Sojin Oh’s Surreal, Twisted Nail Landscapes

A favorite of Cardi B, Arca, Björk, and Rosalía, the Los Angeles nail artist meticulously sculpts gravity-defying talons with blobby layers that verge on the otherworldly.

Image courtesy Sojin Oh

Glossy abstractions and ladybugs laze across fingertips. Fungi sprout as if Björk’s hands are tree trunks. Planks of chrome, like the chicest finger splints imaginable, clutch a red rose blooming in Lil Nas X’s fist. Whether inspired by animal, vegetable, or mineral, Sojin Oh’s boundary-breaking nail art has made her among the world’s most booked, winning fans (and clients) like Cardi B, Kali Uchis, Arca, and Rihanna. 

It all started, she says, with Gong Li. “I remember watching Curse of the Golden Flower and seeing the Chinese fingernail guards and gold-accent extensions,” she says. “The beauty elements of her character were inspiring and powerful to me because they captured her emotions well.” With a flick of Li’s fingers, a world of possibilities opened up. “I thought, that’s what I want to do for nails,” she says, “get inspired by the persona and create a brand-new design for that one person to express who they are and what they’re feeling.”

Images courtesy Sojin Oh

Oh’s nail art has more in common with what Björk famously called “emotional landscapes” than typical salon styles. Beauty school certification didn’t teach her much. “I had to educate myself in class,” she says. “I’d watch YouTube videos and learn the basics.” Her breakthrough came from an unlikely source. “I was practicing making blobs with transparent builder sculpture gel, and I fell in love.” Soon, she could turn these blobs into sculptures: ersatz dewdrops, flecks of frost, frames for bits of cellphones and sea glass. “I was using plastic scrapes to create some effects on my 3D nails, and I was doubtful. But when I encapsulated them with clear gel, it looked icy and ethereal.”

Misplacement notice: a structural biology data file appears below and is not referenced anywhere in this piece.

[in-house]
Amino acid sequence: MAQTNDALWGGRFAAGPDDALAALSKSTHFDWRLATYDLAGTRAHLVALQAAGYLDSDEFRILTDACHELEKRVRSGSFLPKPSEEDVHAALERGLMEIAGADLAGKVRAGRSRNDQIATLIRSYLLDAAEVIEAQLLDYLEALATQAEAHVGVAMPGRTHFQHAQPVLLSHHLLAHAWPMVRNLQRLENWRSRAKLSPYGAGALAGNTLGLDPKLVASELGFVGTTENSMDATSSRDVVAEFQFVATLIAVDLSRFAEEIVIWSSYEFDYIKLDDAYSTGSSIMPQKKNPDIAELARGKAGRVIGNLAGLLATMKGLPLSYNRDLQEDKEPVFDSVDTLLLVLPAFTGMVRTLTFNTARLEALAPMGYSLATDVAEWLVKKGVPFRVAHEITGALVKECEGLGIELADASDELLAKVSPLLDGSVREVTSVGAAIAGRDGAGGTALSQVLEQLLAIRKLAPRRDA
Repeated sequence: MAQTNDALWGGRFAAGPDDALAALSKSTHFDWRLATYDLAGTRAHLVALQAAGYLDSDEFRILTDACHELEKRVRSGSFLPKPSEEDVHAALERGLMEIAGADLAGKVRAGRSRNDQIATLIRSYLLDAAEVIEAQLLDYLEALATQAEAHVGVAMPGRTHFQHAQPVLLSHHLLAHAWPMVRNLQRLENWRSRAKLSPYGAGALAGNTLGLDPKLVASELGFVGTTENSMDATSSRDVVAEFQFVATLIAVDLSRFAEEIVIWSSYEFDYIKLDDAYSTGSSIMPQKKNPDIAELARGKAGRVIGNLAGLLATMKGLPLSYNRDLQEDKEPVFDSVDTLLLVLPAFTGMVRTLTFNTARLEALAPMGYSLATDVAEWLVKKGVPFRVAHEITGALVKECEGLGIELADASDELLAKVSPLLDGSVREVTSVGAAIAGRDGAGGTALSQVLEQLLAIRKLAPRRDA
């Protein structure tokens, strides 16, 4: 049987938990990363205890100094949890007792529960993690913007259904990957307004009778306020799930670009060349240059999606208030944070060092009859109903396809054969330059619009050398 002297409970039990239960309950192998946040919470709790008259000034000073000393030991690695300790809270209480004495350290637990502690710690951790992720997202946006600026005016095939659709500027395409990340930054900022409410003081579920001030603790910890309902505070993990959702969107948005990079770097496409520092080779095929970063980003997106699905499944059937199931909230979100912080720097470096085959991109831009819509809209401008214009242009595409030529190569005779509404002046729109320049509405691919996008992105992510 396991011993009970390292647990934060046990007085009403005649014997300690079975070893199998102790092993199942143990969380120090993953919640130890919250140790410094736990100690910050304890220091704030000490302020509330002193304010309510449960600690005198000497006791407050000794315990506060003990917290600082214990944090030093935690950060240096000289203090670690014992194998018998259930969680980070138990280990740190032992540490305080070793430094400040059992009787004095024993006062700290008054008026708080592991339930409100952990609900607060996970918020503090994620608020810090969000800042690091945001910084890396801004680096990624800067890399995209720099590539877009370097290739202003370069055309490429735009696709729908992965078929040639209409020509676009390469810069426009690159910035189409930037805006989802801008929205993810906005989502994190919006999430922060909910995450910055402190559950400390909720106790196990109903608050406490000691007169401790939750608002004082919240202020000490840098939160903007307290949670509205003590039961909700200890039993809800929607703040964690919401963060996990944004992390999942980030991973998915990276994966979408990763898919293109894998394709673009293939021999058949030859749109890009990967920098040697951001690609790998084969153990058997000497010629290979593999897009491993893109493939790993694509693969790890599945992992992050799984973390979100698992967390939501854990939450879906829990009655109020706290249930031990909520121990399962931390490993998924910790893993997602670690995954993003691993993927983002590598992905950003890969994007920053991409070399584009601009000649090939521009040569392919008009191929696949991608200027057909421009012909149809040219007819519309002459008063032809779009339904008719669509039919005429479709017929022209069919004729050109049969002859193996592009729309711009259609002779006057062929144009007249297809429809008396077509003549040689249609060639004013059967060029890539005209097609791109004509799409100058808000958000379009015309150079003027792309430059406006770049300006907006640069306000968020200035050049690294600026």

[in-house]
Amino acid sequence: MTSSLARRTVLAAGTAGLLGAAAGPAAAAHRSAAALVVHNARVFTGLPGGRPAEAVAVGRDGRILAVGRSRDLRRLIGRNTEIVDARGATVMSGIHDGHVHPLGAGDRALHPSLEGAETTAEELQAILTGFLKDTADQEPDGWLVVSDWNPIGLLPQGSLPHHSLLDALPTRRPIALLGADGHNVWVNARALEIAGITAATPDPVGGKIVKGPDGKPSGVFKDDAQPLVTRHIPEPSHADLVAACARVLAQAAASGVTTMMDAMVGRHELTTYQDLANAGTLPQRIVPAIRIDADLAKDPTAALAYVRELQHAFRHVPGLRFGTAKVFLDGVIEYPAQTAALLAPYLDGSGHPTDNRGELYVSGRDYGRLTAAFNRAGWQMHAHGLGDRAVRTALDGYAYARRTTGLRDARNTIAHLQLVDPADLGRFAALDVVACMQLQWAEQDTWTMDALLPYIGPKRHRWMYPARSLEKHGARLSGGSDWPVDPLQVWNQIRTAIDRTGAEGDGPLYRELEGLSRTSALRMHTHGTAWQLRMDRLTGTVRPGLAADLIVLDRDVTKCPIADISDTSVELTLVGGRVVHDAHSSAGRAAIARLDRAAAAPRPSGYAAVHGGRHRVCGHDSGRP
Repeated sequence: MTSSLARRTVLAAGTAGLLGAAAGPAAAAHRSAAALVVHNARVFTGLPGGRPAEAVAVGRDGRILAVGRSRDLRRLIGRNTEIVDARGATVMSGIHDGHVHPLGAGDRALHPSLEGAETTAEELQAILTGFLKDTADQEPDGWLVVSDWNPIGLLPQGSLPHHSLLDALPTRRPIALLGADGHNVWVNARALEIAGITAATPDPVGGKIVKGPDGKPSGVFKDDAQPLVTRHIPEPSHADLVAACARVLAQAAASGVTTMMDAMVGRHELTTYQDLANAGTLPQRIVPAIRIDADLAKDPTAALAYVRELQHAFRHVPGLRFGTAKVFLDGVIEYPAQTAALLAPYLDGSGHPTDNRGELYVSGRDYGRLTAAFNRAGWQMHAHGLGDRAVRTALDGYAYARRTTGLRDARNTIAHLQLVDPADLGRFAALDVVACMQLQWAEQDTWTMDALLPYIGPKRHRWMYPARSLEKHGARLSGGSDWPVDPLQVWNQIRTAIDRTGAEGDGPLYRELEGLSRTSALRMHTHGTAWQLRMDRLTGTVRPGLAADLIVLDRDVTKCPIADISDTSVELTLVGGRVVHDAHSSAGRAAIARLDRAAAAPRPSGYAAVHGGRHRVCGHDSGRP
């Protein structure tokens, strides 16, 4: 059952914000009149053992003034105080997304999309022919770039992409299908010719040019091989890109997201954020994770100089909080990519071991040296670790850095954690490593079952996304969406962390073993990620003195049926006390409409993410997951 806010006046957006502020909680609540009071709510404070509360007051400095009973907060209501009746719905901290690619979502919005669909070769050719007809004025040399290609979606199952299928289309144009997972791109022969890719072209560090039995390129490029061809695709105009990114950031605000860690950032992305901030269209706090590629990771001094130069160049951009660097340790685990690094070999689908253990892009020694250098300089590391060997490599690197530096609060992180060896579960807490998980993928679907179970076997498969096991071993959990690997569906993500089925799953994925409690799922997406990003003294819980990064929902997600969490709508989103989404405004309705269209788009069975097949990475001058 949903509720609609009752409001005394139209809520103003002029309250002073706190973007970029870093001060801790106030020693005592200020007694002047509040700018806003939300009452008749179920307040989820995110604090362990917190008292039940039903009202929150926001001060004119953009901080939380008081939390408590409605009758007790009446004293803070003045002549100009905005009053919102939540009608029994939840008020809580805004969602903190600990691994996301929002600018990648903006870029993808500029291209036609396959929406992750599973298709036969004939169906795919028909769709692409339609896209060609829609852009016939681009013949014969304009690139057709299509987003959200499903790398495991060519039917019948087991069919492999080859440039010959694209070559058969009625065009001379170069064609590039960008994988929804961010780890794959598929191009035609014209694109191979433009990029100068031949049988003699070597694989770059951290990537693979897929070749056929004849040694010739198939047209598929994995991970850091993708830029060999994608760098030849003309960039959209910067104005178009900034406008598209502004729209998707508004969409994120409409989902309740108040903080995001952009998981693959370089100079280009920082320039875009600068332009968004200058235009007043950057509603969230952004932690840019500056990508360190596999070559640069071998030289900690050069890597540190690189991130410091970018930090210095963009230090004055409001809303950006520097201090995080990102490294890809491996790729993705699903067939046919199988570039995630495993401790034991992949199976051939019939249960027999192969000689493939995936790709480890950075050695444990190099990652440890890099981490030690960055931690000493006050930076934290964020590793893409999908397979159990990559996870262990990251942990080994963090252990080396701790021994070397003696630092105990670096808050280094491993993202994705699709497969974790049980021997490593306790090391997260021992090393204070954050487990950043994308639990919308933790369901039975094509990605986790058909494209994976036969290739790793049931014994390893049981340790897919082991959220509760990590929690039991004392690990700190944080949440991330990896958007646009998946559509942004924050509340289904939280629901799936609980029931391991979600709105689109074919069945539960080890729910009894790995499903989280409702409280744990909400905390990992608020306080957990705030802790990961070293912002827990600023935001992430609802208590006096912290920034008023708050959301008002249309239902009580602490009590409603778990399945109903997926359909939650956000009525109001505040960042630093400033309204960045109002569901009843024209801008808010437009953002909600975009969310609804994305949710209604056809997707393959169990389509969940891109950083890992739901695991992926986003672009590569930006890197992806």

She didn’t stop there. Soon, she could attach enamel terrariums to fingertips. “I saw a Petri dish online, and I started imagining,” she says. “It took a couple weeks to figure out the materials and process, but I finally got to do them on a client and they looked pretty realistic—almost edible.” 

Celebrity clients ate her designs up. Brands came calling, including Louis Vuitton and YSL Beauty. Rosalía’s people saw the work and asked for some custom options. Typically, Björk favored total freedom. “They wanted something fungi-related,” she says, but otherwise “I was given complete creative freedom, which was such an honor. I love working with her because she’s fearless, expressive, and vulnerable with her medium, and I always admired that.”

Image courtesy Sojin Oh

Oh is equally fearless when it comes to calling out changes the industry should adopt. Starting out, she says, “I wish I knew how toxic most beauty materials are. I learned the hard way, and now try to work with brands and materials that are free of toxins.” She’s learned the cost the industry inflicts on artists’ bodies, too. “Beauty workers are constantly putting tension on our upper body. It would be nice to be able to have a massager that’s wearable so we can use them while at work.” 

Until that arrives, Oh is looking towards other methods of self-care, including “nature-inspired mixology.” Odds are those drinks will inspire as much as the nails on the hands toasting them.

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